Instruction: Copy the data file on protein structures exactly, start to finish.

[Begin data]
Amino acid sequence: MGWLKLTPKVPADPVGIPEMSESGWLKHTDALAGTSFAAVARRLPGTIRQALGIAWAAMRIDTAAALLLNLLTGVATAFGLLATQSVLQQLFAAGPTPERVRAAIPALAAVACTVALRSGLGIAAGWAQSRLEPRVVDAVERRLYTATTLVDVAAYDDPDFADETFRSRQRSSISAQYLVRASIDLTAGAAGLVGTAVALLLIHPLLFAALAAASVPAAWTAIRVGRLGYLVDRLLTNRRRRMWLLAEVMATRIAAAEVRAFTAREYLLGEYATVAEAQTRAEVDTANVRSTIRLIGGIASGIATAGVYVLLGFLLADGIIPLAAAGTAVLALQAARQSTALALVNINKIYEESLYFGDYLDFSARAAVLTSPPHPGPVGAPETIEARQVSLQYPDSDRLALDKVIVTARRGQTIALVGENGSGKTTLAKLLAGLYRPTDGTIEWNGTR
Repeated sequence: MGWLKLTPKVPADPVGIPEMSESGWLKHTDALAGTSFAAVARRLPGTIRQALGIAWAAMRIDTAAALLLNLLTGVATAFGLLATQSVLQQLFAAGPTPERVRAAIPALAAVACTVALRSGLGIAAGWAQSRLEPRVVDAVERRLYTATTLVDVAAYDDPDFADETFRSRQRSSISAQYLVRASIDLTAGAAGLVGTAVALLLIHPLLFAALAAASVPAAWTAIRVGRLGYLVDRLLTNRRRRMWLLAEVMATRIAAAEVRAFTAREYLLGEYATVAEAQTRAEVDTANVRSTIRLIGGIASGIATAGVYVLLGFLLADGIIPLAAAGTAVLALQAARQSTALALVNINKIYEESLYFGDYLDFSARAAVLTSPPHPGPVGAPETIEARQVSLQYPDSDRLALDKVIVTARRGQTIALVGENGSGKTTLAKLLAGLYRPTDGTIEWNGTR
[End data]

Amino acid sequence: MGWLKLTPKVPADPVGIPEMSESGWLKHTDALAGTSFAAVARRLPGTIRQALGIAWAAMRIDTAAALLLNLLTGVATAFGLLATQSVLQQLFAAGPTPERVRAAIPALAAVACTVALRSGLGIAAGWAQSRLEPRVVDAVERRLYTATTLVDVAAYDDPDFADETFRSRQRSSISAQYLVRASIDLTAGAAGLVGTAVALLLIHPLLFAALAAASVPAAWTAIRVGRLGYLVDRLLTNRRRRMWLLAEVMATRIAAAEVRAFTAREYLLGEYATVAEAQTRAEVDTANVRSTIRLIGGIASGIATAGVYVLLGFLLADGIIPLAAAGTAVLALQAARQSTALALVNINKIYEESLYFGDYLDFSARAAVLTSPPHPGPVGAPETIEARQVSLQYPDSDRLALDKVIVTARRGQTIALVGENGSGKTTLAKLLAGLYRPTDGTIEWNGTR
Repeated sequence: MGWLKLTPKVPADPVGIPEMSESGWLKHTDALAGTSFAAVARRLPGTIRQALGIAWAAMRIDTAAALLLNLLTGVATAFGLLATQSVLQQLFAAGPTPERVRAAIPALAAVACTVALRSGLGIAAGWAQSRLEPRVVDAVERRLYTATTLVDVAAYDDPDFADETFRSRQRSSISAQYLVRASIDLTAGAAGLVGTAVALLLIHPLLFAALAAASVPAAWTAIRVGRLGYLVDRLLTNRRRRMWLLAEVMATRIAAAEVRAFTAREYLLGEYATVAEAQTRAEVDTANVRSTIRLIGGIASGIATAGVYVLLGFLLADGIIPLAAAGTAVLALQAARQSTALALVNINKIYEESLYFGDYLDFSARAAVLTSPPHPGPVGAPETIEARQVSLQYPDSDRLALDKVIVTARRGQTIALVGENGSGKTTLAKLLAGLYRPTDGTIEWNGTR